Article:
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Young achiever leads by excellence

When we met Muskan Devta at her North Shore City home nine years ago, we described her as a ‘Special Child with Special Abilities.’

For, displaying alacrity far beyond her age, Muskan was reading the Opinion Page (now called Viewlink) of Indian Newslink with such ease and clarity that her confidence and courage were unmatched.

But we as a community often decide that such children need to be tended differently in a different environment.

That was the problem. Muskan could not understand why her schoolmates, teachers and others thought that she needed closer attention.

The little girl could not realise the harsh realities of life but knew that she must perform better – as a student, as a daughter and as a human being.

When the family moved to New Zealand in 2004, Jaimini was told that Muskan would probably need special attention at home, school and everywhere.

They were wrong.

Special abilities

Muskan is a Special Child with Special Abilities.

A year later after their arrival, Muskan delighted more than 200 people at the ISKON (International Society for Krishna Consciousness) Temple in Auckland, with her 12-minute narration of Lord Krishna and his combination of pranks and bravery (Indian Newslink, September 1, 2005)

The little girl, whose name denotes smile, not only did her parents Arun and Jaimini proud, but also made them the object of envy.

Our report

We had written about Muskan, her parents Jaimini and Arun Devta and her younger brother Aman in our March 15, 2006 issue. Here is an extract:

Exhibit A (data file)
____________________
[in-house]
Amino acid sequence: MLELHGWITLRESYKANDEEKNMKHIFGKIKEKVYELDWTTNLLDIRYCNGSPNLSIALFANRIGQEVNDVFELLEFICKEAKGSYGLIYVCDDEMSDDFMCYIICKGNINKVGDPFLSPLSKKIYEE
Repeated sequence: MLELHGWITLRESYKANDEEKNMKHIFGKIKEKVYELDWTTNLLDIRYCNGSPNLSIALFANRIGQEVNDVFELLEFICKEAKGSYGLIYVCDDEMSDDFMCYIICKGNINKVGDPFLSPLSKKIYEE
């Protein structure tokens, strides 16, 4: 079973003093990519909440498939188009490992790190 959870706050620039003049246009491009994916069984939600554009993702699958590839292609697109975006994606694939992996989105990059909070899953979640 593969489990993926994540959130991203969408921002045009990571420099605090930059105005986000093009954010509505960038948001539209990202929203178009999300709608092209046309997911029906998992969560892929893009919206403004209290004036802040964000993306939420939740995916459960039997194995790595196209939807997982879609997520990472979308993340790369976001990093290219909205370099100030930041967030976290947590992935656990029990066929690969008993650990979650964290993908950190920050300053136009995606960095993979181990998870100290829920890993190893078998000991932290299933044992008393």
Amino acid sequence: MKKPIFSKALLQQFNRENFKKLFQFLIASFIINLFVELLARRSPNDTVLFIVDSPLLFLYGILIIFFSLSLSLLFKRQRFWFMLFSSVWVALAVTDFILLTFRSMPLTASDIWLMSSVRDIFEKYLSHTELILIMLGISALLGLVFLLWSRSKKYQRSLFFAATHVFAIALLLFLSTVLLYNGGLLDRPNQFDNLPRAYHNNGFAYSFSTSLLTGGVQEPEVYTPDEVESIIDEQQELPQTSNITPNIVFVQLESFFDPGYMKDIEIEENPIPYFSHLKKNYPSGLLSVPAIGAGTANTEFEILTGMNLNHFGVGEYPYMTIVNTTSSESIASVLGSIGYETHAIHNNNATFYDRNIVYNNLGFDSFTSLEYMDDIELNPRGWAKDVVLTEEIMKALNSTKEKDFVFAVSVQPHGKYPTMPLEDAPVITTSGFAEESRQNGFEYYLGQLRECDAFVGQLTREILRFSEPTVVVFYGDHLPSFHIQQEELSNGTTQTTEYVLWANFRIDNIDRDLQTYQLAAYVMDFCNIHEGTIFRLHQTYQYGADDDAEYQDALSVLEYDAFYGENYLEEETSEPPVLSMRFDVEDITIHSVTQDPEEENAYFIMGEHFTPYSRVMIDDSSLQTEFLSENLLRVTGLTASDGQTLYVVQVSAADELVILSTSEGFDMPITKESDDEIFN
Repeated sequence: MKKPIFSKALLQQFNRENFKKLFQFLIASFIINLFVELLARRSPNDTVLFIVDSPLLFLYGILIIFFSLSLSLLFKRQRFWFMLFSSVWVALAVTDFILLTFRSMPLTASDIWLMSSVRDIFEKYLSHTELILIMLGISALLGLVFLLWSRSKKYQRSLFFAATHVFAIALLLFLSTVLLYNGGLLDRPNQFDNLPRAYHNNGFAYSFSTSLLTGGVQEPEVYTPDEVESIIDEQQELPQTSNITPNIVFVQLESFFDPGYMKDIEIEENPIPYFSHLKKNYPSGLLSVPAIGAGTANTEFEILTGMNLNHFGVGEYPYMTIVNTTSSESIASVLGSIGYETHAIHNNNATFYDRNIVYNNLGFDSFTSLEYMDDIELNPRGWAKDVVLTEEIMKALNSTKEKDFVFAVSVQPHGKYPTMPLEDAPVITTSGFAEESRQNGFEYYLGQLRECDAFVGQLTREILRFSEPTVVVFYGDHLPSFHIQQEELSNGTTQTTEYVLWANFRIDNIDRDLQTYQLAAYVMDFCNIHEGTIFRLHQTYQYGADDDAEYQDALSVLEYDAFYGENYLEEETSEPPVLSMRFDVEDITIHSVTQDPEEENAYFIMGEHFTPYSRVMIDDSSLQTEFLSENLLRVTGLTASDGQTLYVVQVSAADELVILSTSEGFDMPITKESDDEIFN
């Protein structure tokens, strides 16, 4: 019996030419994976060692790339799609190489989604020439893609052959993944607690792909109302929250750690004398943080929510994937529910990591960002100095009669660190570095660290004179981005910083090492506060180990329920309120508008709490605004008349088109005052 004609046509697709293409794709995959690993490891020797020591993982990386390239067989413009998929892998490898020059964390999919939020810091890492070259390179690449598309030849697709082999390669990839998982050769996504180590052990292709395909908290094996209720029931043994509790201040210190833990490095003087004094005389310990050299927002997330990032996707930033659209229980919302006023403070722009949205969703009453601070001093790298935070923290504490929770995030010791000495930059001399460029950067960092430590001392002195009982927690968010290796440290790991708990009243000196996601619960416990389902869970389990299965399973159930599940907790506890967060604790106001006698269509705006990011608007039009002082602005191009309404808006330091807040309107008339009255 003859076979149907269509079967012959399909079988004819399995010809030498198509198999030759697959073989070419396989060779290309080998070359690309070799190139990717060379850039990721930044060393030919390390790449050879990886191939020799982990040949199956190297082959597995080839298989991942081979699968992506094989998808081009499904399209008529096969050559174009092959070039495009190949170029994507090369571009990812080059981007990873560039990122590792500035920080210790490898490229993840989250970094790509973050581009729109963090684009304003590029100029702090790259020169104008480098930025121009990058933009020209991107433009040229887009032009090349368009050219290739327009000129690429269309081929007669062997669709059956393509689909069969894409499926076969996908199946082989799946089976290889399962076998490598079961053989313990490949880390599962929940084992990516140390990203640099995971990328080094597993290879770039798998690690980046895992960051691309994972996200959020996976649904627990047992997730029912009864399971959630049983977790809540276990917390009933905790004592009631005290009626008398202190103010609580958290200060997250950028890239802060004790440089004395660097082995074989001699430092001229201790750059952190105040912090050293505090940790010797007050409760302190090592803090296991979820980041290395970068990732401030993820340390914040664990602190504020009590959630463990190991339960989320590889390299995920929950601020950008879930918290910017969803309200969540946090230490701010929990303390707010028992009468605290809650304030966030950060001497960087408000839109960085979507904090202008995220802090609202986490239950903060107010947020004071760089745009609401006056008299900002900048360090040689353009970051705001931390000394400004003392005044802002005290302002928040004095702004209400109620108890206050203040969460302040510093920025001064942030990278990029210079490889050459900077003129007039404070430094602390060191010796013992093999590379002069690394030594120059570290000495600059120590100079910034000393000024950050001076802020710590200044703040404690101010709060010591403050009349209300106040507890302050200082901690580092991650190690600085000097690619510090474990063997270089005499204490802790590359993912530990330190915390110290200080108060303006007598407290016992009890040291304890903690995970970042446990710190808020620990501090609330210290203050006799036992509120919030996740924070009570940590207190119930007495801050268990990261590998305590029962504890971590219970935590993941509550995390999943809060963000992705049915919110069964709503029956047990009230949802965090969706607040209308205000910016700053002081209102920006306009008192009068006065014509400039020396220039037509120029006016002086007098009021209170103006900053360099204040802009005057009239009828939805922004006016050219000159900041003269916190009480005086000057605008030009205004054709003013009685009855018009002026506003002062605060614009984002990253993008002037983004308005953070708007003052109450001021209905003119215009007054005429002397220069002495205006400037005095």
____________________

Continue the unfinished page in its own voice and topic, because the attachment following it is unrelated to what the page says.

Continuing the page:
“Jaimini recounted the anxious hours and weeks that she and her husband had to endure when doctors pronounced upon Muskan’s birth that the child may not survive beyond 100 hours. If the human brain does not ‘instruct’ the system to ‘breathe,’ there can be a serious problem – and that was what Muskan faced when she was 16 days old. The medical practitioners said the child was affected by hemiplegia, which meant partial paralysis and hence stunted growth. The child was obliged to wear a splint on her right leg and glasses to compensate for weak muscles in her right eye.”


Young presenter

The little girl that we knew has blossomed into a teenager and a proficient presenter of programmes on Radio Tarana and a writer in this newspaper.

She was the centre of attraction at the BNZ Partners in North Shore City on December 3, when the Bank (where Jaimini is employed) sponsored the launch of her book ‘i dream,’ a much readable autobiography.

BNZ proved yet again that it is not only the financial heart of the community but also a responsible corporate citizen meeting the obligation of seeing people happy and prosperous.

The speakers

Among those who spoke at the launch were Head of Direct BNZ Mel Cadman, Starship Hospital Orthopaedic Surgeon Dr Ten Bidwell, Westlake Girls School Dean Mathew Cable and i dream Editor Aradhna Agnihotri and this reporter.

We hope to carry a review of the Book in an ensuring edition.

Photo : A moment to share- The Devta family- Arun, Jaimini, Aman and Muskan

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